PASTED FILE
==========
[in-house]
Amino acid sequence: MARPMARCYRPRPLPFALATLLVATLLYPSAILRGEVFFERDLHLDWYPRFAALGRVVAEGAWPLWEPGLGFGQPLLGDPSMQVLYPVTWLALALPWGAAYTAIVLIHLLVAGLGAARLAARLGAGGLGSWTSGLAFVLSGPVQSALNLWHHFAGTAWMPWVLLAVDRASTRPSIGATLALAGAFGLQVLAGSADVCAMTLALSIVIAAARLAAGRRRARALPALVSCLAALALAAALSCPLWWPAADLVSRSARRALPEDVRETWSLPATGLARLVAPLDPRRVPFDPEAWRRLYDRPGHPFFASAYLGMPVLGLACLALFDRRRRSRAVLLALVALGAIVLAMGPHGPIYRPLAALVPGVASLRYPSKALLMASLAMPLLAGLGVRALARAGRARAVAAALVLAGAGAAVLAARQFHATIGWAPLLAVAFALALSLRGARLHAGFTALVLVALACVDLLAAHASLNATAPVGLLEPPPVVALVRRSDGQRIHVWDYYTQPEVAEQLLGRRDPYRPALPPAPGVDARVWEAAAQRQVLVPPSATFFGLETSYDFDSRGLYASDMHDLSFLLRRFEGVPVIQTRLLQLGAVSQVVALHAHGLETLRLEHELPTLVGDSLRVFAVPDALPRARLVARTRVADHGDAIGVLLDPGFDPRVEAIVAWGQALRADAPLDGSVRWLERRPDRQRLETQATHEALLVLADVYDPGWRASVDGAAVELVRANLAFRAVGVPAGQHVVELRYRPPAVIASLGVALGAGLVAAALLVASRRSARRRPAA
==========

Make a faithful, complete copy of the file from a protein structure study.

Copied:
[in-house]
Amino acid sequence: MARPMARCYRPRPLPFALATLLVATLLYPSAILRGEVFFERDLHLDWYPRFAALGRVVAEGAWPLWEPGLGFGQPLLGDPSMQVLYPVTWLALALPWGAAYTAIVLIHLLVAGLGAARLAARLGAGGLGSWTSGLAFVLSGPVQSALNLWHHFAGTAWMPWVLLAVDRASTRPSIGATLALAGAFGLQVLAGSADVCAMTLALSIVIAAARLAAGRRRARALPALVSCLAALALAAALSCPLWWPAADLVSRSARRALPEDVRETWSLPATGLARLVAPLDPRRVPFDPEAWRRLYDRPGHPFFASAYLGMPVLGLACLALFDRRRRSRAVLLALVALGAIVLAMGPHGPIYRPLAALVPGVASLRYPSKALLMASLAMPLLAGLGVRALARAGRARAVAAALVLAGAGAAVLAARQFHATIGWAPLLAVAFALALSLRGARLHAGFTALVLVALACVDLLAAHASLNATAPVGLLEPPPVVALVRRSDGQRIHVWDYYTQPEVAEQLLGRRDPYRPALPPAPGVDARVWEAAAQRQVLVPPSATFFGLETSYDFDSRGLYASDMHDLSFLLRRFEGVPVIQTRLLQLGAVSQVVALHAHGLETLRLEHELPTLVGDSLRVFAVPDALPRARLVARTRVADHGDAIGVLLDPGFDPRVEAIVAWGQALRADAPLDGSVRWLERRPDRQRLETQATHEALLVLADVYDPGWRASVDGAAVELVRANLAFRAVGVPAGQHVVELRYRPPAVIASLGVALGAGLVAAALLVASRRSARRRPAA